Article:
I do know what I like, however, and my favorite works of Cubism are on this page. Thanks for reading..

Artistic Flash

I have just experienced a flash of enlightenment. It comes back to me now that in 1st grade, my teacher did not like my cubist trees in drawing class, telling me they were "bad" things, expressly because of their style.

How inappropriate is that?

I may go and draw some cubist trees right now.


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    • France Travel Inf profile image

      France Travel Inf 

      9 years ago

      I thoroughly enjoyed your article - I love finding mathematics in real life situations!

    • gg.zaino profile image

      greg g zaino 

      9 years ago from L'America- Big Pine Key, Florida

      Great article! and Henry Ford did not invent the horseless carriage! ha! ... My art studies in Europe exposed me to much that an education here in the states would not have provided. One thing i learned was to do my research before I opened my mouth. Thanks for the clarity and correct information on a subject I find fundamental in understanding the modern movement...voted "Up" Peace- greg z

    • tonymac04 profile image

      Tony McGregor 

      9 years ago from South Africa

      I really enjoyed reading this - and your "Artistic flash" is so real. How many people have been put off good ideas by the rash judgemental statements of "teachers" I wonder!

      Thanks for sharing your thoughts on cubism. The history of the style is sometimes a little muddy. Herbert Read, in "A Concise History of Modern Painting", points out that "The individual contributions made to the formation of the Cubist style by the members of this group (the Groupe du Bateau-Lavoir)are difficult to distentangle, but it would be a mistake to look on Picasso as a dominating influence." Juan Gris was certainly a key contributer to the group, but so was Braque. I just wonder if we can ever know (and does it matter in the end?) if he did the first Cubist painting. Read also points out the decisive influence of Cezanne and African art on the group.

      Love and peace


    • profile image

      Mohamed Mughal 

      9 years ago

      Cubism is such a powerful technique for creative expression, both visual AND literary.

      Good article!

    • Mahfuza Urpa profile image

      Mahfuza Urpa 

      10 years ago from Bangladesh

      I have enjoyed this hub. It gives me more inform about art.

      Thank you:)

    • Patty Inglish, MS profile imageAUTHOR

      Patty Inglish MS 

      10 years ago from USA and Asgardia, the First Space Nation

      Wild cherry - I'm beginning to look at this art style in a new light myself, and enjoying it more than ever.

      Christoph - It IS rather like Art Deco, which if it began in the mid-1920s, could have influenced Cubism early on, don't you think? I like both. Thanks for visiting.

    • Christoph Reilly profile image

      Christoph Reilly 

      10 years ago from St. Louis

      Oddly, I've never been a fan of most modern art, but I love Cubism. Looking at it here, it strikes me as "Art Deco-ish," or more correctly, the other way around. I wonder if Art Deco is rooted in Cubism? It certainly appears so, to me anyway, but is it an intended growth from it or subconsciously influenced by it? Hmmm. Great article as always, Patty!

    • profile image

      Wild cherry 

      10 years ago

      Very interesting hub! I like cubism and I find fascinating the way these artists "saw" the objects and the world :)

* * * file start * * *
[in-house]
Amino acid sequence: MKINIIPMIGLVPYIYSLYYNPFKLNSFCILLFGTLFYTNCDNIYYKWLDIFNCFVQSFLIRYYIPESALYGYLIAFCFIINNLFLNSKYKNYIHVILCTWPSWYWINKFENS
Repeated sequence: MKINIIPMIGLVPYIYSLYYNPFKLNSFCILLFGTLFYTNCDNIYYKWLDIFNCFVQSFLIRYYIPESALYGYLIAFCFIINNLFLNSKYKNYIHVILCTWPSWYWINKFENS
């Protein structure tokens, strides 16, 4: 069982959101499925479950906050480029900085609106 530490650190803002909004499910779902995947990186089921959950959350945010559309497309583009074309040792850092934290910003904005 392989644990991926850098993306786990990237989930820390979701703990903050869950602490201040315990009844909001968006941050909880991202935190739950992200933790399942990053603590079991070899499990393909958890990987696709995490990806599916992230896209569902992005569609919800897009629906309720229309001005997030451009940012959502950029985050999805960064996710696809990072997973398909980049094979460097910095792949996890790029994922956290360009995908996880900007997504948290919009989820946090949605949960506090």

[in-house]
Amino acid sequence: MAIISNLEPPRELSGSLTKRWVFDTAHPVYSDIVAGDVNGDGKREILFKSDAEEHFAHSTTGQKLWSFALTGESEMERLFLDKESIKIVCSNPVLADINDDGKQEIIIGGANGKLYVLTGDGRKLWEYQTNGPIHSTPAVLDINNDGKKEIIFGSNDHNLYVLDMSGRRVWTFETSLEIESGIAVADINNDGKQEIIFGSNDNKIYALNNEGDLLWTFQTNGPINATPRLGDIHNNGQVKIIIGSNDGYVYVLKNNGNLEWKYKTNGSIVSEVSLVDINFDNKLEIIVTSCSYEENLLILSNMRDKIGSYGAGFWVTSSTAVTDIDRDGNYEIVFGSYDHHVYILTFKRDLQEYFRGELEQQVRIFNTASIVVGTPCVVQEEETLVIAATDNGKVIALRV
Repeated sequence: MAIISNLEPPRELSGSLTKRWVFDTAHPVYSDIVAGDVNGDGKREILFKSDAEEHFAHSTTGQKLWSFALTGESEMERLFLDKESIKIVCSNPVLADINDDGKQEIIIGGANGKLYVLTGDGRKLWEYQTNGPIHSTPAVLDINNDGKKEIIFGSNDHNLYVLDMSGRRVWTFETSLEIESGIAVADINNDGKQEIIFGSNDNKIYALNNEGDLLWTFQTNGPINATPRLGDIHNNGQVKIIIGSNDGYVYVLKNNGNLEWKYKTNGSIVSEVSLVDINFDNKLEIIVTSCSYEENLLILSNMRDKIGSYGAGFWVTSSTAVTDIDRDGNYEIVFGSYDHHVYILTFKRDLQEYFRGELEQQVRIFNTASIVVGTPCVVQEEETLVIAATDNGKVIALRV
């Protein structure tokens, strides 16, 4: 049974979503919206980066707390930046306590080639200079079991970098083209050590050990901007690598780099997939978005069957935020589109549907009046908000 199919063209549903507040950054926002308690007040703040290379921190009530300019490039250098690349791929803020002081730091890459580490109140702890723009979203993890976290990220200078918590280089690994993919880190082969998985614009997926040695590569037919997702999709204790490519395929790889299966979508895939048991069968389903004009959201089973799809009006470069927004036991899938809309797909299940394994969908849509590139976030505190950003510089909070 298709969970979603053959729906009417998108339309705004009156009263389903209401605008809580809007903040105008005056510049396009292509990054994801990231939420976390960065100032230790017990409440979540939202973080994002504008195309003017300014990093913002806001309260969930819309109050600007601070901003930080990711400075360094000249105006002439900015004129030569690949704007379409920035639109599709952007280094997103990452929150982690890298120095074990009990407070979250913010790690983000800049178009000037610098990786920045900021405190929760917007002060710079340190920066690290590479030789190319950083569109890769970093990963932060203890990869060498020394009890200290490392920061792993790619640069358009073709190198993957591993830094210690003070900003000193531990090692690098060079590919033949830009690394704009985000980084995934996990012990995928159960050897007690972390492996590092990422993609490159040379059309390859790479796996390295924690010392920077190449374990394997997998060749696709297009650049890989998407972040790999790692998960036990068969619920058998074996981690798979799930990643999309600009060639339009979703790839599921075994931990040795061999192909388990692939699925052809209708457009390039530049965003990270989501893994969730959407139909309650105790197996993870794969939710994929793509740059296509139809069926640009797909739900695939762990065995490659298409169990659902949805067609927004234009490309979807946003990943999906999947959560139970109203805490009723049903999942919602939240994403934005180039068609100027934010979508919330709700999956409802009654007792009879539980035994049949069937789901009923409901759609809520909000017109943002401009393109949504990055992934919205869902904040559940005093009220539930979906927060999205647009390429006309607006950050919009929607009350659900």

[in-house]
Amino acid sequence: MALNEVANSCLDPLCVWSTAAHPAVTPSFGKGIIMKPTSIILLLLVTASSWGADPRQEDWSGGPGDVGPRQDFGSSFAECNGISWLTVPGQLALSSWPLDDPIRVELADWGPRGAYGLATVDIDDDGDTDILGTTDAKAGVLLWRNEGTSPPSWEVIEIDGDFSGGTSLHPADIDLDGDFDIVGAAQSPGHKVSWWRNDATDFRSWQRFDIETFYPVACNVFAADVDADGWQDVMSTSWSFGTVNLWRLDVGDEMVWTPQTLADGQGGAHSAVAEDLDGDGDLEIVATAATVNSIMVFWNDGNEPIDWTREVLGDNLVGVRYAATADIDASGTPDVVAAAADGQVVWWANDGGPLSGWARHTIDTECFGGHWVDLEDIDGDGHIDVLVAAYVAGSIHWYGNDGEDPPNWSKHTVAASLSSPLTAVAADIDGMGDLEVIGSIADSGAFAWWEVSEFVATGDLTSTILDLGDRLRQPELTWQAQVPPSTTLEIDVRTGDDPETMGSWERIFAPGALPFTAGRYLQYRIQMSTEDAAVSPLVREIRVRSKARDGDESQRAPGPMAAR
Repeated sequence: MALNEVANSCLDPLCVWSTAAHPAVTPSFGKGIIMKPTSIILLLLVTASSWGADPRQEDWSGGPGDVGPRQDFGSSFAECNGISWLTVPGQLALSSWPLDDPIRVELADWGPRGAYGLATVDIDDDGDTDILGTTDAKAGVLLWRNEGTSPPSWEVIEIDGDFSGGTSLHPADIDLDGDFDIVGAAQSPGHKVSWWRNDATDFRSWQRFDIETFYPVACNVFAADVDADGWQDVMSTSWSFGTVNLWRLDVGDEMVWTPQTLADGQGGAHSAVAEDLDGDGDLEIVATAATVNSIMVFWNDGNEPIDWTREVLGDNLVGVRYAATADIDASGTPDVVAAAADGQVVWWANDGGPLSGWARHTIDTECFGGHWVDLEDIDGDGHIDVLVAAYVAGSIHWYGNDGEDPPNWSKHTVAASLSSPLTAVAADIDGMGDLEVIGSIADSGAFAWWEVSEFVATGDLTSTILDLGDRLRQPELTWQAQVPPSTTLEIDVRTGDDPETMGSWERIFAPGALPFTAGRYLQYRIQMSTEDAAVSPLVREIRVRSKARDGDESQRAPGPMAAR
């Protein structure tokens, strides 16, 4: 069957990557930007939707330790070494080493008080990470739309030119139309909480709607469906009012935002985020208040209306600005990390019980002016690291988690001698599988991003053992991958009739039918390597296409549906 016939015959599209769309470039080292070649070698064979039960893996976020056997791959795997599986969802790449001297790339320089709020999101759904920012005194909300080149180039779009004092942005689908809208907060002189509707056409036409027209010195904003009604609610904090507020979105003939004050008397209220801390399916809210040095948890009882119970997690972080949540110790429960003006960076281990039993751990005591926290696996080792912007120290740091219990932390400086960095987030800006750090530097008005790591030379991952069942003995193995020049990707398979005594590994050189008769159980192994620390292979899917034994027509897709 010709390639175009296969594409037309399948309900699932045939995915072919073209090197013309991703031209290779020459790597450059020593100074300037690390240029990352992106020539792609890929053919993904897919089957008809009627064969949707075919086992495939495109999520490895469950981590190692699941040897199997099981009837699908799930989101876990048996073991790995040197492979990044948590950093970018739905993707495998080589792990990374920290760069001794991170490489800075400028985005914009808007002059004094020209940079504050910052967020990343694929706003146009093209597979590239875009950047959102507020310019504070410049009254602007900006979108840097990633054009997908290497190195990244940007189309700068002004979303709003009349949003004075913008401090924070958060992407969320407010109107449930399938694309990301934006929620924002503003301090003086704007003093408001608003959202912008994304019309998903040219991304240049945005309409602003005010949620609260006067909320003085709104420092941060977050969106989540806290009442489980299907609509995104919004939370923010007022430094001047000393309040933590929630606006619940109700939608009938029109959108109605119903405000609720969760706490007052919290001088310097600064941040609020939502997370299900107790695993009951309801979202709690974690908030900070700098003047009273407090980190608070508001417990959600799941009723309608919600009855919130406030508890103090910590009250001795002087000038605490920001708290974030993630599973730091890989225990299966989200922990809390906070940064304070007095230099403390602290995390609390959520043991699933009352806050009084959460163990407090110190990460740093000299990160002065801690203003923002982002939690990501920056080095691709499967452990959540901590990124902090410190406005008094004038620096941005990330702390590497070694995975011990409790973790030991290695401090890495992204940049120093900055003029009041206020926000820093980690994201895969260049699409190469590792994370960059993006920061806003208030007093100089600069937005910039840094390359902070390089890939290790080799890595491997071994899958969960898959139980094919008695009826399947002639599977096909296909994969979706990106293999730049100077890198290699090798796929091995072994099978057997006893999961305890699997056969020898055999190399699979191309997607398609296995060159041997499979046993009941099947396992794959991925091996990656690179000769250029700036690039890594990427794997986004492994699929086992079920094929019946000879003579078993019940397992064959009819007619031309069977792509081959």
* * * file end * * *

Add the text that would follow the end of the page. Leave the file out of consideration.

• Patty Inglish, MS profile imageAUTHOR

      Patty Inglish MS 

      10 years ago from USA and Asgardia, the First Space Nation

      Don't worry, I've done that myself form time to time. Thanks for the posting!

    • profile image

      Roland Tumble 

      10 years ago

      I'm sorry--I just voted this Down when I meant Up. Very nice introductory article.

    • Patty Inglish, MS profile imageAUTHOR

      Patty Inglish MS 

      10 years ago from USA and Asgardia, the First Space Nation

      Don - I read "Flatland" and "Sphereland" and became even more interested in the 4th dimension a few years ago. And, geometry is a favorite.

      Devilhimself! - I'm glad you asked this question - it brought back my cubist trees incident and a lot of thought. I will enjoy cubism ever so much more now :)

      Lisa Luv - I will be reasding your Hubs and hopefully seeing some of your art works presented!

      Itswritten - Cubism is indeed beautiful and different from other styles. Glad you like it!

    • Itswritten profile image


      10 years ago from Detroit, Michigan

      I have always love art , thanks this art form is beautiful.

    • Lisa Luv profile image

      Lisa J Warner AKA Lisa Luv 

      10 years ago from Conneticut, USA

      Very interesting article. Thank You. As an artist veriying in to different styles my proffessor in painting & drawing would for example compiling illustrations for a book, request I do 2 different books using the two different styles, one of them being a variation of Cubism (my own cubistic style) I actually chose Picasso's Cubism to emmulate as we were required to copy a master. I love cubism and use it often naturally in much of my work.

      I even today while doing some practice studies noticed I could not help reverting after a while to a cubistic drawing within faces and such. Thank You again for this very informative article. Kudo's! May the rest of your week be filled withdelight!

    • Devilhimself profile image


      10 years ago

      Very well answered, thank you...but my interest is in your opinion - by the way, I'm fan of you Patty (how I wish you were - not here(!!!) - Smith!)

    • dusanotes profile image


      10 years ago from Windermere, FL

      Another great Hub. To say cubism really puts things into "perspective" is a play on words and an understatement, but it is true. What most of us novices think - and that includes those of us who have a hard time imagining or seeing shapes - is that a fourth dimension has been revealed. Thanks for your efforts. Don White

    • Patty Inglish, MS profile imageAUTHOR

      Patty Inglish MS 

      10 years ago from USA and Asgardia, the First Space Nation

      The Time Magazine article really put me on the better path, I think :) Thanks for posting, steph!

    • stephhicks68 profile image

      Stephanie Hicks 

      10 years ago from Bend, Oregon

      Fascinating! Makes me want to go back to my art history classes!